• The first 50 million cases were reported by Nov. 7, 2020.
  • By Jan. 26, 80 days later, there were 100 million global cases.
  • By April 29, 93 days later, there were 150 million.

Now, 97 days after that, there are a total of 200,014,602 reported cases of Covid-19 worldwide and at least 4,252,873 deaths.

Globally, about 2.3 billion people have received at least one dose of Covid-19 vaccine, and about 1.2 billion people are fully vaccinated, according to Our World in Data.

4:04 p.m. ET, August 4, 2021

Illinois governor announces statewide school mask mandate

From CNN’s Keith Allen

Illinois Gov. J.B. Pritzker
Illinois Gov. J.B. Pritzker (Pool)

Illinois Gov. J.B. Pritzker on Wednesday announced a statewide school mask mandate for students and staff returning to classrooms, saying the Delta variant made masks a necessity.

“I had hoped the state mask requirement in schools wouldn't be necessary, but it is. The Delta variant is highly transmissible, more so than any other previous forms of this virus,” the governor said.

Pritzker's school mask mandate applies to all schools throughout the state, both public and private, and for pre-K through grade 12 students, the state lawmaker said Wednesday.

“My goal has always been to safely bring all kids back into the classroom at the start of the school year and, crucially, to keep them there. Without these measures, we would likely see many more outbreaks,” he added.

Face coverings will also be required for all indoor school sports and recreation in pre-K through grade 12 schools, Pritzker said.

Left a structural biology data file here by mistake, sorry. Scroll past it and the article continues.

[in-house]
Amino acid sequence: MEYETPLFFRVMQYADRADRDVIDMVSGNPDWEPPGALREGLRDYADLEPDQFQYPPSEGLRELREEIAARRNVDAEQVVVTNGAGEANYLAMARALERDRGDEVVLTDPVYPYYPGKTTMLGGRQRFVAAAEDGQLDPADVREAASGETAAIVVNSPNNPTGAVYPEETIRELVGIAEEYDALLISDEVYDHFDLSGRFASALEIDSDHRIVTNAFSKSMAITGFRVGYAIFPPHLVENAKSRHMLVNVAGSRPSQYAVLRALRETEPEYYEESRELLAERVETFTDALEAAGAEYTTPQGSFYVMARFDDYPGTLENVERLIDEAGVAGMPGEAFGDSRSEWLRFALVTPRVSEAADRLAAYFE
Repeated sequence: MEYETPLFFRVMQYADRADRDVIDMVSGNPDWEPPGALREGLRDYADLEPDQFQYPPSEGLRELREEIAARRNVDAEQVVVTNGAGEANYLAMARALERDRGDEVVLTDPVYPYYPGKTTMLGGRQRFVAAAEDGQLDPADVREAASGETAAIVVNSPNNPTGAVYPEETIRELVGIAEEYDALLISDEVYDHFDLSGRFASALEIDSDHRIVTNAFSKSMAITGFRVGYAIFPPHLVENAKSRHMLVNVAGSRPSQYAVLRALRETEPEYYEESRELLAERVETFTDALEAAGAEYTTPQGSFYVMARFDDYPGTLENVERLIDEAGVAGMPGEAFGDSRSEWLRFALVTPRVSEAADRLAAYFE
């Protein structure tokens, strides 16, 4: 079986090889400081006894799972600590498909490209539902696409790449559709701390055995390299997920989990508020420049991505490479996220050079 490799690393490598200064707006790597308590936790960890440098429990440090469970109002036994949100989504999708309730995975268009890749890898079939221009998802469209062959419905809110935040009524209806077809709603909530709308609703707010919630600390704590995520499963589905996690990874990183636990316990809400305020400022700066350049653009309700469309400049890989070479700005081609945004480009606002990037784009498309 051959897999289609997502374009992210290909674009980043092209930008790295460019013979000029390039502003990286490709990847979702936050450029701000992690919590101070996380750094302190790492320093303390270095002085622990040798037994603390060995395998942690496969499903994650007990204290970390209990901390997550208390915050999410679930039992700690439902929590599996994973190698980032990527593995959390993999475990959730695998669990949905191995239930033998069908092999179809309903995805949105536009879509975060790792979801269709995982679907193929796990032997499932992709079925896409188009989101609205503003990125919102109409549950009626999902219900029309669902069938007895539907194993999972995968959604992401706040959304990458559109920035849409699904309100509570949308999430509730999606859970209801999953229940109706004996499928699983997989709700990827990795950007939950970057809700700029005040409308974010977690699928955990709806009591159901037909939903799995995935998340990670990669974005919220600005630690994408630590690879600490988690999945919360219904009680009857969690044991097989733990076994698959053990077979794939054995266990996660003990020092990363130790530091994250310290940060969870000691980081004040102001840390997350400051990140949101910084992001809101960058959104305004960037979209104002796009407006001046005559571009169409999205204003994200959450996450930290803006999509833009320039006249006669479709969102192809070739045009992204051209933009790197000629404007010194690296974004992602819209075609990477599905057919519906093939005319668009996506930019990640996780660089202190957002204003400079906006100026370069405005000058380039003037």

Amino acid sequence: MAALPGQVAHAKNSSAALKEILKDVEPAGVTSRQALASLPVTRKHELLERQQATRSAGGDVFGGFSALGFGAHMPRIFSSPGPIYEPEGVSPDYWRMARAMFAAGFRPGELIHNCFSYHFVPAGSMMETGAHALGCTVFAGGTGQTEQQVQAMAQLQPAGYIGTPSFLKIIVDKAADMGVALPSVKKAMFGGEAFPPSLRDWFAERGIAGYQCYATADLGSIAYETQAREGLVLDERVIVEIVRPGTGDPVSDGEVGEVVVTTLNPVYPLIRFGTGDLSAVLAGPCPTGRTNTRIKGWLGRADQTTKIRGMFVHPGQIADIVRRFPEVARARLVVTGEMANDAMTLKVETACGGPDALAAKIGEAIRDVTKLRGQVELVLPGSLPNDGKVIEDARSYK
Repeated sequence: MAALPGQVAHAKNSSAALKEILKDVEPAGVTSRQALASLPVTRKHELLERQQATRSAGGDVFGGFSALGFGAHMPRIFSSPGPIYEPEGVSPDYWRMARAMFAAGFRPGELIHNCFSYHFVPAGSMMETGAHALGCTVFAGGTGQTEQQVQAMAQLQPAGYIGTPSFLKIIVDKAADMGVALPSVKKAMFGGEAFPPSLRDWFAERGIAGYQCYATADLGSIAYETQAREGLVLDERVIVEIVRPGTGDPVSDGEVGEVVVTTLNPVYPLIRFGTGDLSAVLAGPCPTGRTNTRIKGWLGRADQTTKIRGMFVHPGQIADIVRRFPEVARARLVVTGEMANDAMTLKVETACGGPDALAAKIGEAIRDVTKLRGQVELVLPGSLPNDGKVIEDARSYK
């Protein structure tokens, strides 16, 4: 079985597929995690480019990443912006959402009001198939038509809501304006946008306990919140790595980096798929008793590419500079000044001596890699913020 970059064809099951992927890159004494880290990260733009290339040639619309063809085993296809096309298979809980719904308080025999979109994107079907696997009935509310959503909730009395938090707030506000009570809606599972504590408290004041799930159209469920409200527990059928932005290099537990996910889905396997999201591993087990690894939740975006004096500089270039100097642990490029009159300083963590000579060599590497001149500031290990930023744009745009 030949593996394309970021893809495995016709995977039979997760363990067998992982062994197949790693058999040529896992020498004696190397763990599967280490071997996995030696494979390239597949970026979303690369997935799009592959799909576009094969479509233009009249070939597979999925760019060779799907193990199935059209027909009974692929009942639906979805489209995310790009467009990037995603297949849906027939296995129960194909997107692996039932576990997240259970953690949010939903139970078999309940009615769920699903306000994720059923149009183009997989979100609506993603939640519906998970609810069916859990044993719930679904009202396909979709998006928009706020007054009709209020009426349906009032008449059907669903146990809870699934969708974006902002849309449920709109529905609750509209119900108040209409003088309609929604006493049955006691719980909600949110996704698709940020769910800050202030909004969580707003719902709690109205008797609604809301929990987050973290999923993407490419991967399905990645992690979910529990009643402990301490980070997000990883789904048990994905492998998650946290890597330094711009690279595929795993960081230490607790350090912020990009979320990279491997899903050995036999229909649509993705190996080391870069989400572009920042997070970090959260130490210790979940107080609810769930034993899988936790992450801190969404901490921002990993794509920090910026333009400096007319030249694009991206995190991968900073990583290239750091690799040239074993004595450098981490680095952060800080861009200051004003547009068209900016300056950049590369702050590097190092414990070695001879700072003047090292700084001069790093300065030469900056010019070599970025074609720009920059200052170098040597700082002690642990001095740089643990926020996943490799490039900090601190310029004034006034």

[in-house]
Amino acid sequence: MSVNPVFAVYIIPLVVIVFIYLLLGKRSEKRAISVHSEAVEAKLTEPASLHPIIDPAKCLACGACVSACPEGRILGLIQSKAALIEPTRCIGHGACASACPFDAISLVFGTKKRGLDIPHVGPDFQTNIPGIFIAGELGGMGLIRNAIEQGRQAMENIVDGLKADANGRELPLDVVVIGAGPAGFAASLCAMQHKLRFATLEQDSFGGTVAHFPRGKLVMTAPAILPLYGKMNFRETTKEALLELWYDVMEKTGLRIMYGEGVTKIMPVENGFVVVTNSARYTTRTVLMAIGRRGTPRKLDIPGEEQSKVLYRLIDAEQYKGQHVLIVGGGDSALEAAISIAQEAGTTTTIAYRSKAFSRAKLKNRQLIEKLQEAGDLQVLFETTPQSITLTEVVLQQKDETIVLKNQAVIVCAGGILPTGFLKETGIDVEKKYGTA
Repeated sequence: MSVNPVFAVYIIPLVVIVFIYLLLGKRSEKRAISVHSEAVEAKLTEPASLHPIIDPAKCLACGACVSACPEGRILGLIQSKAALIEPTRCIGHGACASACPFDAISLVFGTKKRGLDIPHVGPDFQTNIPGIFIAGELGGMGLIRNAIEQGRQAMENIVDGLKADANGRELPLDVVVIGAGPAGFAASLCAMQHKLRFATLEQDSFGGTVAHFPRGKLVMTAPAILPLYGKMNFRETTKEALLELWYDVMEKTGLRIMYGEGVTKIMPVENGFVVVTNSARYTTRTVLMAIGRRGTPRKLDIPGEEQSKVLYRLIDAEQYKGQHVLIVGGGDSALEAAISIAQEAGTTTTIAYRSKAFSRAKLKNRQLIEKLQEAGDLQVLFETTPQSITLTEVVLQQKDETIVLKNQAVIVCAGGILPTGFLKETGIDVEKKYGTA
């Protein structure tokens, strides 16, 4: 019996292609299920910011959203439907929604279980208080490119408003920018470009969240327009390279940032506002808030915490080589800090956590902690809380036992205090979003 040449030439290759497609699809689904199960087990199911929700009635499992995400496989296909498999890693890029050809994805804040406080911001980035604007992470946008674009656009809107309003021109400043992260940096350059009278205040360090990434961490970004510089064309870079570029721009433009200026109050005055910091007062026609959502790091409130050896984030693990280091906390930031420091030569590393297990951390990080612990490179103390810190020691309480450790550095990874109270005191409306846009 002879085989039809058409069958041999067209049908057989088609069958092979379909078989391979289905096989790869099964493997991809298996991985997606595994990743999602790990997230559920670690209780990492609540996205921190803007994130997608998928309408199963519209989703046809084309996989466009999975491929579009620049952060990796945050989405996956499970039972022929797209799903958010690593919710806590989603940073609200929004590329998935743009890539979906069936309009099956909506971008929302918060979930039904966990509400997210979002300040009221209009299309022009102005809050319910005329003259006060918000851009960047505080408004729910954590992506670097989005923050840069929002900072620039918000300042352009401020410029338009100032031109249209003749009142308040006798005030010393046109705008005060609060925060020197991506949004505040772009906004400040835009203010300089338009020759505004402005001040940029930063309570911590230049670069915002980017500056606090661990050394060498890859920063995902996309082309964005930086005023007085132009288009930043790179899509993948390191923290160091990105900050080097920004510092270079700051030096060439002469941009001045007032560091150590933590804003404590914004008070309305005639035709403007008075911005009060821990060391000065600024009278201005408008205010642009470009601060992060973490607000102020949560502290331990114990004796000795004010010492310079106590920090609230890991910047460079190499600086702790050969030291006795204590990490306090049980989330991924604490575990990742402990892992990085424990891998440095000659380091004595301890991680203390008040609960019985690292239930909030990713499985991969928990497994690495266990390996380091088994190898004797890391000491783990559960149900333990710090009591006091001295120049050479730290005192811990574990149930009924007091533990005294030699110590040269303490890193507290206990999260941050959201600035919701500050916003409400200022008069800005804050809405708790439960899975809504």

“Every time we think we know where this virus is headed, it changes, and it shifts,” the governor told reporters.

Chicago Public Schools last month announced their own districtwide mask mandate for the resumption of in-person classes on Aug. 30, CNN previously reported.

3:20 p.m. ET, August 4, 2021

As debate around school mask mandates heats up, local health officials fear for their safety

From CNN's Jacqueline Howard

In cities and counties where there has been ongoing debate around mask mandates in public schools, several local health officials have reported again being intimidated by or receiving threats from anti-maskers, Lori Tremmel Freeman, chief executive officer of the National Association of County and City Health Officials, told CNN on Wednesday.

This is something NACCHO is now monitoring closely.

As a return to school gets underway, "these are heated conversations sometimes that are turning nasty and out of control," Freeman said. "We are going to see more of this in communities that have these high transmission rates and are returning to some of these mitigation efforts. We're going to have to track it closely."